For these reasons, Palmdale opted to build eight GAC contactors to act as secondary polishing filters, following primary filtration and hypochlorite disinfection, to not only comply with 2012 DBP guidelines but to provide a strong barrier for EPA compliance well into the future. Also, should the district have any problems with water received from the California Aqueduct, such as with contamination from pesticides or pharmaceuticals, additional technology to remove them would not be needed. This water polishing is excellent for sustaining water quality – the GAC contactors can strip out a wide variety of contaminants, dissolved organics, and taste and odor compounds from the water.

The water district selected a cover system for these large polishing filters, as its finished water was exposed. A major concern was the need for access to each of the eight contactors as often as every month for backwashing, servicing, cleaning of debris and replacement of the GAC media. Carollo Engineers, an environmental engineering firm specializing in the planning, design and construction of water and wastewater facilities, recommended the use of retractable, structurally supported covers manufactured by Geomembrane Technologies Inc.

“Being experienced with other cover designs, I was concerned that when we needed to access the contactors for backwashing it was going to be a difficult process to open the covers,” Thompson said. “But, it turns out to be a fairly quick and easy two-man job. Five to ten minutes and it is done. Of all the cover systems we looked at, these were the easiest for opening and closing. The beauty of these retractable covers is that they are a very simple system to operate.”

Installing geomembrane covers at Palmdale Water District. The covers are a simple system to operate and easy to open and close.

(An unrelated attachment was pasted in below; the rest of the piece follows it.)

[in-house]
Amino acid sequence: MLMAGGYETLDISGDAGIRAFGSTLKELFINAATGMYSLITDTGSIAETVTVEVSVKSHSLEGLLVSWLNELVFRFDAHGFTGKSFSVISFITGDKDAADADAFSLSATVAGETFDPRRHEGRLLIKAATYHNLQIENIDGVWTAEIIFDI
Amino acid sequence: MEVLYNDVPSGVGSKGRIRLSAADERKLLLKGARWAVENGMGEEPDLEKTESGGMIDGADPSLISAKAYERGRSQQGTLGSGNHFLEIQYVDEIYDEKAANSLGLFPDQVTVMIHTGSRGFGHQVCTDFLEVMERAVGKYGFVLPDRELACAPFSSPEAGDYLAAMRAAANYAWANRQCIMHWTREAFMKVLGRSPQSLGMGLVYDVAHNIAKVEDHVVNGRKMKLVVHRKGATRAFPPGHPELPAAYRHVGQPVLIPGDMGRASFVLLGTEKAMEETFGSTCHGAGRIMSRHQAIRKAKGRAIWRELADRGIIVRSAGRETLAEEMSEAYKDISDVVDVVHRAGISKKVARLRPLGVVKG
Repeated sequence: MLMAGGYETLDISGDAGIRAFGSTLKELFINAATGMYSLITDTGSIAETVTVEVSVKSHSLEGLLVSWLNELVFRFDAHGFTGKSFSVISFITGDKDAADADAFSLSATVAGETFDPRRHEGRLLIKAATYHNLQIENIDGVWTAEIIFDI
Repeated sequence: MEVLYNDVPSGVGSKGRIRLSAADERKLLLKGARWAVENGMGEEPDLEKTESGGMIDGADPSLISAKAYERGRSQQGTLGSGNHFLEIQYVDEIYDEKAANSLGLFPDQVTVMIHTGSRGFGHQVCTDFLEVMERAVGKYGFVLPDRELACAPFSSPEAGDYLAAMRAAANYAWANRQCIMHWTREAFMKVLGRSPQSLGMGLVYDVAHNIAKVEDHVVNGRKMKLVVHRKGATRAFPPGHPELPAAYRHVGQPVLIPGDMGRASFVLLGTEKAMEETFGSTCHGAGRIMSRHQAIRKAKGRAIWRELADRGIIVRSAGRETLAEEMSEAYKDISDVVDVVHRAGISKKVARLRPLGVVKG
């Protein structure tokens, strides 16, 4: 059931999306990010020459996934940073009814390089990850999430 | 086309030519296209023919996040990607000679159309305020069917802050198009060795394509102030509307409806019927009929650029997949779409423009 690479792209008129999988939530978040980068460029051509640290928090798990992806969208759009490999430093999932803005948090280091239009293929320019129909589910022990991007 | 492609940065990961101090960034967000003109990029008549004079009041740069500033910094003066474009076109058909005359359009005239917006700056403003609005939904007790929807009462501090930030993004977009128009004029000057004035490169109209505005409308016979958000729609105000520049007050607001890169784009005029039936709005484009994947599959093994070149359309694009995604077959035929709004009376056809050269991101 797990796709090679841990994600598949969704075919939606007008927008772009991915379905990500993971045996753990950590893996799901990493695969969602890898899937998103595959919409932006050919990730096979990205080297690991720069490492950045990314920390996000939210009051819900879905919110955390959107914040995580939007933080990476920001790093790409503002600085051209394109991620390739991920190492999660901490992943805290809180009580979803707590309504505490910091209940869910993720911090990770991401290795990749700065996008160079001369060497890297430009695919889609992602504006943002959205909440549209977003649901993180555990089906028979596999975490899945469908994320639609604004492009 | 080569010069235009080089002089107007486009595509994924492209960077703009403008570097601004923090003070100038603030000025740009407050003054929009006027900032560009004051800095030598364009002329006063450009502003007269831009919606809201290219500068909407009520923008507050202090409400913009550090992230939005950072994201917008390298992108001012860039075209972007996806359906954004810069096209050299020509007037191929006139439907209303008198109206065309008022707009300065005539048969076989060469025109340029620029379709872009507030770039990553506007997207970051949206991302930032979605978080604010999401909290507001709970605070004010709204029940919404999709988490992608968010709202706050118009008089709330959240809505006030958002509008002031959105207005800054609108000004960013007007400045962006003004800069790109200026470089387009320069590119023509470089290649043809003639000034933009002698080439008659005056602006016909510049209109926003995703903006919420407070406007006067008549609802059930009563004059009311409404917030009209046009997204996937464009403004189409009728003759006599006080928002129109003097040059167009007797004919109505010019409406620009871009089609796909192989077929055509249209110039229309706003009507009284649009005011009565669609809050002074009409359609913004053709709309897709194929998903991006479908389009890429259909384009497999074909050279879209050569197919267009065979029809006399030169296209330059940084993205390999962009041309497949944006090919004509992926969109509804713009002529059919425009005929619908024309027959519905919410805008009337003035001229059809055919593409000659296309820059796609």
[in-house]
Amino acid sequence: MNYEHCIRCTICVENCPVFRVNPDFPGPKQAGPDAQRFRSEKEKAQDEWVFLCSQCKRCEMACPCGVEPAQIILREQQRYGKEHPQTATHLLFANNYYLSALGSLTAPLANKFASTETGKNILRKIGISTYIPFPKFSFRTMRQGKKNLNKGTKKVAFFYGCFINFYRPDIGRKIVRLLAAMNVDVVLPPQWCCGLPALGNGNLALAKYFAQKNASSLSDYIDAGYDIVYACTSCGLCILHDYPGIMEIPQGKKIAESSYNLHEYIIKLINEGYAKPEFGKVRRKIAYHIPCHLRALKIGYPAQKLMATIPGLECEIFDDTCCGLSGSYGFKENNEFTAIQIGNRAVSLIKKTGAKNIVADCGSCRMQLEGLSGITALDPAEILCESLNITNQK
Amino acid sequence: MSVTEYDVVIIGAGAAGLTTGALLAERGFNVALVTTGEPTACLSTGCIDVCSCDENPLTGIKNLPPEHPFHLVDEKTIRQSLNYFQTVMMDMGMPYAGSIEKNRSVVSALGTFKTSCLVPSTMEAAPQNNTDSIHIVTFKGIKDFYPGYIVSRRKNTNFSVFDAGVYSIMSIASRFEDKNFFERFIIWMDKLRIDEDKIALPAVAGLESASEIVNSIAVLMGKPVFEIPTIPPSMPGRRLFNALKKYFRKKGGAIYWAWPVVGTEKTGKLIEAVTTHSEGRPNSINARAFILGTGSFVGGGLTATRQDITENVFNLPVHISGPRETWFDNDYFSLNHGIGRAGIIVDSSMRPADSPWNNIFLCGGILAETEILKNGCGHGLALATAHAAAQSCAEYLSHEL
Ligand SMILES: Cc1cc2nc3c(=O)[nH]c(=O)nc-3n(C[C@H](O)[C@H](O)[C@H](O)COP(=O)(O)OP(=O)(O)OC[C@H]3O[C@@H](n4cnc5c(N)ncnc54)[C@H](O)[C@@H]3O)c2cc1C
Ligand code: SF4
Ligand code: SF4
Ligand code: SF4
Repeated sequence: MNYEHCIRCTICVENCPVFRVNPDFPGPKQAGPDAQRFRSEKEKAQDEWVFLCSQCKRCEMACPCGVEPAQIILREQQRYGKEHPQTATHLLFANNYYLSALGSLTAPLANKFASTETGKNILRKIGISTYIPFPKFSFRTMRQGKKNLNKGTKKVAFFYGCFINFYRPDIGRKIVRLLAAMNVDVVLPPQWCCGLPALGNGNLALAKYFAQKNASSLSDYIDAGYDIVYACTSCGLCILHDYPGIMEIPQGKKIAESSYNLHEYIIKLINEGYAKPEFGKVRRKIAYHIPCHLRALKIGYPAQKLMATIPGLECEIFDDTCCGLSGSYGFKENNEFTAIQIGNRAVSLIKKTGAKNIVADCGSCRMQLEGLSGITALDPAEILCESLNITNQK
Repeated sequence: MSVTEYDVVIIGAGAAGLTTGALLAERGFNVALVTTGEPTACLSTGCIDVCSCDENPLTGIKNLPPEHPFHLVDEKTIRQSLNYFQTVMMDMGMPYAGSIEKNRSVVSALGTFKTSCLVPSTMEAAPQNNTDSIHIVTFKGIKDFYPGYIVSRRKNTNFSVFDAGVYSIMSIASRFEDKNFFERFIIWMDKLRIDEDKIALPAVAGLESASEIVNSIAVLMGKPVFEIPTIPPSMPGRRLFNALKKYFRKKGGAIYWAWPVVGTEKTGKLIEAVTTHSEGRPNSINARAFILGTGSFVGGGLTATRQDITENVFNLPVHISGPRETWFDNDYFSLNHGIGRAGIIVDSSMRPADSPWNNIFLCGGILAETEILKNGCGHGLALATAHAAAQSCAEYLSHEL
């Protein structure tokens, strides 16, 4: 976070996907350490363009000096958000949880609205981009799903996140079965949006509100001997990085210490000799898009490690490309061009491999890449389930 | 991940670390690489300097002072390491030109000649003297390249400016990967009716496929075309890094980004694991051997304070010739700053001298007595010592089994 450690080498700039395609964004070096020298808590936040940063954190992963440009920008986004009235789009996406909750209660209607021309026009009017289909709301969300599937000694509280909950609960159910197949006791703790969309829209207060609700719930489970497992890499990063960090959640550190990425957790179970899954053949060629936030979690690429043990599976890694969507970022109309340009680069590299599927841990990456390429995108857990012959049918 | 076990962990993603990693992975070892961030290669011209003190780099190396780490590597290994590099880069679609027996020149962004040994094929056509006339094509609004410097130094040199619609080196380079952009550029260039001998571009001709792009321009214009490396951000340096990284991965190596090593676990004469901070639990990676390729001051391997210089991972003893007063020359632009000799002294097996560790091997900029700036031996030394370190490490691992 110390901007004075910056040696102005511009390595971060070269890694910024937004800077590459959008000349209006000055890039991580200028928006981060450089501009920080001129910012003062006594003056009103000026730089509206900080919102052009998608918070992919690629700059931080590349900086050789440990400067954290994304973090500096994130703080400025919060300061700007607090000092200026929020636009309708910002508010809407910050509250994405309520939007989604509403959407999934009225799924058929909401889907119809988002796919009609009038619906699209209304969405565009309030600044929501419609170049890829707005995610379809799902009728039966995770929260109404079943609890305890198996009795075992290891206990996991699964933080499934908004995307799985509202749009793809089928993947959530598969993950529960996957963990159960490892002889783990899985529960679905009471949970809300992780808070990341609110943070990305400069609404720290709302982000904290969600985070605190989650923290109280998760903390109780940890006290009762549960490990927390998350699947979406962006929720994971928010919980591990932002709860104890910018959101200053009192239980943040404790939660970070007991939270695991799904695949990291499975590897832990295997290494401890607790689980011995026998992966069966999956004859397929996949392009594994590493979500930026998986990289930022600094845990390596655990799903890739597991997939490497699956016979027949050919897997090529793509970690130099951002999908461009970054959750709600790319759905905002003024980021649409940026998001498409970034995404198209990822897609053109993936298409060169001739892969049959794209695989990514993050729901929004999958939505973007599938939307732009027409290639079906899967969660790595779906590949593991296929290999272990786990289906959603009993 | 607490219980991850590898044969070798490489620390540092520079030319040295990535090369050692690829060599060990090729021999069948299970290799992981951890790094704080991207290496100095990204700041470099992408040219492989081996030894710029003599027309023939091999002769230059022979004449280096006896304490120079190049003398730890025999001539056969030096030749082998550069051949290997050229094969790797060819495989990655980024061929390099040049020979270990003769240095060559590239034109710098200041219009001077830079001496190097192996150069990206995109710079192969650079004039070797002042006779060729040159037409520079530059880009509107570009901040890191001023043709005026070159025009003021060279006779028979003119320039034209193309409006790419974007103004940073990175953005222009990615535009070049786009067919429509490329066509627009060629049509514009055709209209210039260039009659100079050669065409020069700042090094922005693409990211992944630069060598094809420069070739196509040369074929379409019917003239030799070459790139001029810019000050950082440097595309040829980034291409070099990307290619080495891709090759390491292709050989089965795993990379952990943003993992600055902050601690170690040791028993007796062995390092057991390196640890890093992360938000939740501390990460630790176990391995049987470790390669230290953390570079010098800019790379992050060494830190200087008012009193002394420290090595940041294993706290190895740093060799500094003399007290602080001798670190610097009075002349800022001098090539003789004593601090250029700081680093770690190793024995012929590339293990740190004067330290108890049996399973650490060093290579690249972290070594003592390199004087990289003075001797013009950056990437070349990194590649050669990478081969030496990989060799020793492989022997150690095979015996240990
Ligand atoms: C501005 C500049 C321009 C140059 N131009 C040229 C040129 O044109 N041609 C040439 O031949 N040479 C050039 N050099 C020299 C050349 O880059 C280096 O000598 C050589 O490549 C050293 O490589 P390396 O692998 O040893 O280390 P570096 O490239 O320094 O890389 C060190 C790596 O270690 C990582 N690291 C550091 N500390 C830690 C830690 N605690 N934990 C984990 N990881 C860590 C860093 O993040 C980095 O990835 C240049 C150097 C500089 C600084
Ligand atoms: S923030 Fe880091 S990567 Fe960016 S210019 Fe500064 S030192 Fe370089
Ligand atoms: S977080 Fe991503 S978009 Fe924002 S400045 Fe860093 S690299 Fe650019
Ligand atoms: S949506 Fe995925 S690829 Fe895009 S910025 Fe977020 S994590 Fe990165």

A critical point in Palmdale’s selection of the covers was the ability of these retractable, structurally-supported geomembrane systems to withstand extreme environmental conditions that exist in Palmdale. This area is a desert, extremely dry and receiving only seven inches of rain annually. Temperatures can range from more than 115 degrees F in the summer to less than 10 degrees F in the winter. Gusty winds blow over Palmdale almost every day of the year, so consistently that wind turbines are used to generate electricity, and peak wind speeds of 70 mph are not uncommon.

“At first, the idea of having covers with a fabric material didn’t seem like they would hold up very well,” Thompson said. “But, these covers have held up exceptionally well despite the harsh environment that they are in. After seeing their performance for almost two years now, with wind and debris hitting them, the extreme temperatures and 300 days a year of relentless sunshine, I have absolutely no concerns over their durability.”

The retractable, structurally supported geomembrane covers are an attractive option for municipal drinking water facilities functioning under almost any operational and climatic conditions. UV stabilized with NSF 61 certification, GTI’s covers are designed to last for 15 to 20 years in the field. The first structurally supported geomembrane cover system applications, installed in 1999 in Louisiana, are still in place and functioning as designed with full structural integrity. Since then, these retractable cover systems have been installed in many water and wastewater plants throughout the world.

About the Author: Jim McMahon writes on water and wastewater systems. His stories have been carried in hundreds of trade publications worldwide.

GEO MEMBRANE COVERS® is an exhibitor at the ACE® ‘11 event and can be found at Booth No. 1709

Circle No. 401 on Reader Service Card

More WaterWorld Current Issue Articles
More WaterWorld Archives Issue Articles

More in Drinking Water
Water Utility Management
Meeting freshwater demand in Florida